HOUSTON — While Russell Westbrook was cursing on live television, saying he’d already answered a question about his shots and had heard that his coach said he got tired, James Harden was headed home up 2-0.
The Houston Rockets point guard and MVP candidate didn’t have the better scoring line, but that was something Westbrook said he didn’t “give a f—” about, because the Oklahoma City Thunder had lost 115-111 on Wednesday night.
Westbrook won the individual battle, scoring 51 points with 13 assists and 10 rebounds, the highest-scoring 50-plus-point triple-double game in playoff history. But he missed 14 fourth-quarter shots, the most missed shots in any quarter in the last 20 postseasons. Think about that for a moment. That’s more than Tim Duncan, Kobe Bryant, Paul Pierce and Allen Iverson. Iverson is in the Hall of Fame. The others are headed there.
As for Harden, he took only four shots in the final quarter, scoring seven points. But during a stretch late in the third quarter, he helped the Rockets rally from a double-digit deficit to get back in the game with a 12-3 run. Harden started a run with a 3 and ended it with another over the man who has been like kryptonite to him, Andre Roberson.
“It was huge for us,” Harden said of the third-quarter run. “The entire game, they had us down, I think, double-digits, and we got it to six, and we never got it over that.”
When the night was over, Harden had finished with 35 points, 8 assists and 4 rebounds. He also had seven turnovers, more than anybody on the floor, but there were other people who contributed to the cause in terms of scoring.
Eric Gordon and Lou Williams combined for 43 points, and Clint Capela played strong in the second half, finishing with 10 rebounds and four blocked shots. Nene Hilario was, once again, a physical presence, grabbing five boards and scoring seven points in 25 minutes off the bench.
The Rockets defense finally slowed down Westbrook in the fourth quarter. Thunder coach Billy Donovan thought his guy got worn down during the contest. There were times Trevor Ariza, Patrick Beverley and Harden picked him up on the defensive end in the fourth.
Westbrook wouldn’t concede he was tired. What superstar would? But it was clear his shot wasn’t falling.
Much like Harden’s.
“If I’m not mistaken, at the end of the [third] quarter, James hits a shot, and then it went from six to three,” Rockets coach Mike D’Antoni said. “That got everybody riled up, no doubt.”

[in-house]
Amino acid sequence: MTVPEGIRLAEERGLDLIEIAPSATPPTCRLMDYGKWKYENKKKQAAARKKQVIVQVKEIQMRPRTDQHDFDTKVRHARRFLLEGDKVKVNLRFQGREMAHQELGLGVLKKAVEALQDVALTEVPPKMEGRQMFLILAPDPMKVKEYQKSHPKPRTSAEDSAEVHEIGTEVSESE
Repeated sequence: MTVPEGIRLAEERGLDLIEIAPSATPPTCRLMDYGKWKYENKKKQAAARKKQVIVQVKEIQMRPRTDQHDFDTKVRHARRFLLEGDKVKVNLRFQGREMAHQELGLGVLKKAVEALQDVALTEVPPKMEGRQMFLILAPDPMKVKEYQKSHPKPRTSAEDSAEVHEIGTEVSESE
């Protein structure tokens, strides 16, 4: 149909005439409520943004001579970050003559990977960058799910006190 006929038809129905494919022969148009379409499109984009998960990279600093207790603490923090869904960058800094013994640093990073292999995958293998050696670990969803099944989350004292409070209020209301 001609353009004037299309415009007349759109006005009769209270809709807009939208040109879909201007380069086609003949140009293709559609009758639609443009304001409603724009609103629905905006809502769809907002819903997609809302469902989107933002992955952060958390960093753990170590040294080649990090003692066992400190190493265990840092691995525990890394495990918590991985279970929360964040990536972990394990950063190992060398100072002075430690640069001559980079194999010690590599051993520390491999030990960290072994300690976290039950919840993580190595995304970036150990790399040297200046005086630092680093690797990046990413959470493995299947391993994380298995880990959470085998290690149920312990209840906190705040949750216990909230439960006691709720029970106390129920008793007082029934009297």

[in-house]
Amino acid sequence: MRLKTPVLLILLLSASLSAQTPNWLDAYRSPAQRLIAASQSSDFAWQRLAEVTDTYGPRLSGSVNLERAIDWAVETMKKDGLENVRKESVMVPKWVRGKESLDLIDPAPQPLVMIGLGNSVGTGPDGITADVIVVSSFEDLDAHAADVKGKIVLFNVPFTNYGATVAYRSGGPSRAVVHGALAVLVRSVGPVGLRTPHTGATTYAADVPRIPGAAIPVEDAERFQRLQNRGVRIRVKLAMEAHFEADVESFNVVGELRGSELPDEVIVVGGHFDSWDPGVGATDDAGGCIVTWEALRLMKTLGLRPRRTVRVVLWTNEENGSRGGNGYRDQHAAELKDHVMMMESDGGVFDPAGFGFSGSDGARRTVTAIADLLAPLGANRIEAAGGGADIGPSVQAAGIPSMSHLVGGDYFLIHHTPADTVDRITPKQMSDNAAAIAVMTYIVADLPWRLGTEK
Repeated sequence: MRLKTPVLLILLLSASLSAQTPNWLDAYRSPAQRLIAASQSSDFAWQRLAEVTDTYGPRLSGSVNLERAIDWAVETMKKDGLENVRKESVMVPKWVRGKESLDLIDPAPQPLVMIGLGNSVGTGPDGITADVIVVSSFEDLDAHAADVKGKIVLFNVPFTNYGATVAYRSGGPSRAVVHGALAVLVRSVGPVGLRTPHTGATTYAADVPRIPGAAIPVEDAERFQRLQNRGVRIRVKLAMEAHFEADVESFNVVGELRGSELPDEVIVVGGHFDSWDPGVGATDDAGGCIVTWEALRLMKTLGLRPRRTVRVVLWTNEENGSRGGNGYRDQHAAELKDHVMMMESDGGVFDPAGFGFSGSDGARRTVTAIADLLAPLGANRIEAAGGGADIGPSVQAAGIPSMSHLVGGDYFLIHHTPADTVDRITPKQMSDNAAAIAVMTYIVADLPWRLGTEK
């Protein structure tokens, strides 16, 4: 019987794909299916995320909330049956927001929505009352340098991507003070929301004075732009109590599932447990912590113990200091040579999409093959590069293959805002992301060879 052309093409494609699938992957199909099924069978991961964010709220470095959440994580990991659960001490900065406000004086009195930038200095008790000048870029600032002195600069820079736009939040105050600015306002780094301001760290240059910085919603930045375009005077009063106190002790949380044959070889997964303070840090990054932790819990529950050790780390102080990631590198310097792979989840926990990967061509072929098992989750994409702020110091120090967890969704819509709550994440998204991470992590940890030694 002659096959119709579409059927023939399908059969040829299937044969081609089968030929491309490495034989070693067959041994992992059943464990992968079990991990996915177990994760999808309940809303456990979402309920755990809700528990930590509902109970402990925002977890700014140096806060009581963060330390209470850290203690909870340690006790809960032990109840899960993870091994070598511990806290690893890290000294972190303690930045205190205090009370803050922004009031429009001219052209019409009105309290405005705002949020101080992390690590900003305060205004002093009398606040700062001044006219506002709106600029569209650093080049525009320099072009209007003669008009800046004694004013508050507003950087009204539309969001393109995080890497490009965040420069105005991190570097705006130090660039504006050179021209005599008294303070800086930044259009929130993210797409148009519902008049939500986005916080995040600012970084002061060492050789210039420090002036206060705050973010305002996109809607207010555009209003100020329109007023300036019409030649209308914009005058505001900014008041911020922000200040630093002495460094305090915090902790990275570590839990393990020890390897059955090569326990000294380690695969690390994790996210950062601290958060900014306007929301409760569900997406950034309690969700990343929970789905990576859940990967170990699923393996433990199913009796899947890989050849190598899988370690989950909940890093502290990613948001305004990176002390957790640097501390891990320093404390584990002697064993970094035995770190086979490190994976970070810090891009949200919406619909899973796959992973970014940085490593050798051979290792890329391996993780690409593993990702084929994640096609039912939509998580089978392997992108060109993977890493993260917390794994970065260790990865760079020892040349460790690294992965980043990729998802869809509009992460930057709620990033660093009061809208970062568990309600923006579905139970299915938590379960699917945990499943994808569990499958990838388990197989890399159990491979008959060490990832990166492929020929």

The Thunder put pressure on Harden all night. It started with Roberson, and when Harden beat him off the dribble, Steven Adams, Taj Gibson and Enes Kanter were waiting for him at the rim. Houston would send two players to set screens to free Harden, but that didn’t always work. The spacing just wasn’t there.
Harden admitted he was passive at times in the first half before changing his mindset in the second.
“I think with the type of talent that James is, he does a good job of paying attention in the game,” Williams said. “He was needed at certain times in the game. I think he realized going into the fourth quarter that we weren’t going to survive without him. We need him to have big efforts, and I think in the fourth quarter he was able to provide that.”
The numbers produced by the two superstars in that fourth quarter were so telling. Westbrook took 18 shots and was minus-7 in the box score with 15 points. Harden? He took just four shots and was plus-3 in the box.
There are times when Harden realizes he can’t do it alone. He trusts his teammates more than he ever has. When Harden hits you with a pass, you’d better be ready. That has been the case most of the season. And now, with a 2-0 lead heading into the weekend in Oklahoma City, the Rockets have control of this series.
“Our first game it was cruise control, and so we knew that Game 2 was going to be a lot different, and it was,” Harden said. “We had to figure out a way to win the game, and so it wasn’t pretty. We didn’t make a lot of shots, and we gave them an early lead, and then we had to fight our way back, and we did. We didn’t give up, we continued to grind and fight and figure out a way to win. Tonight was a perfect case.”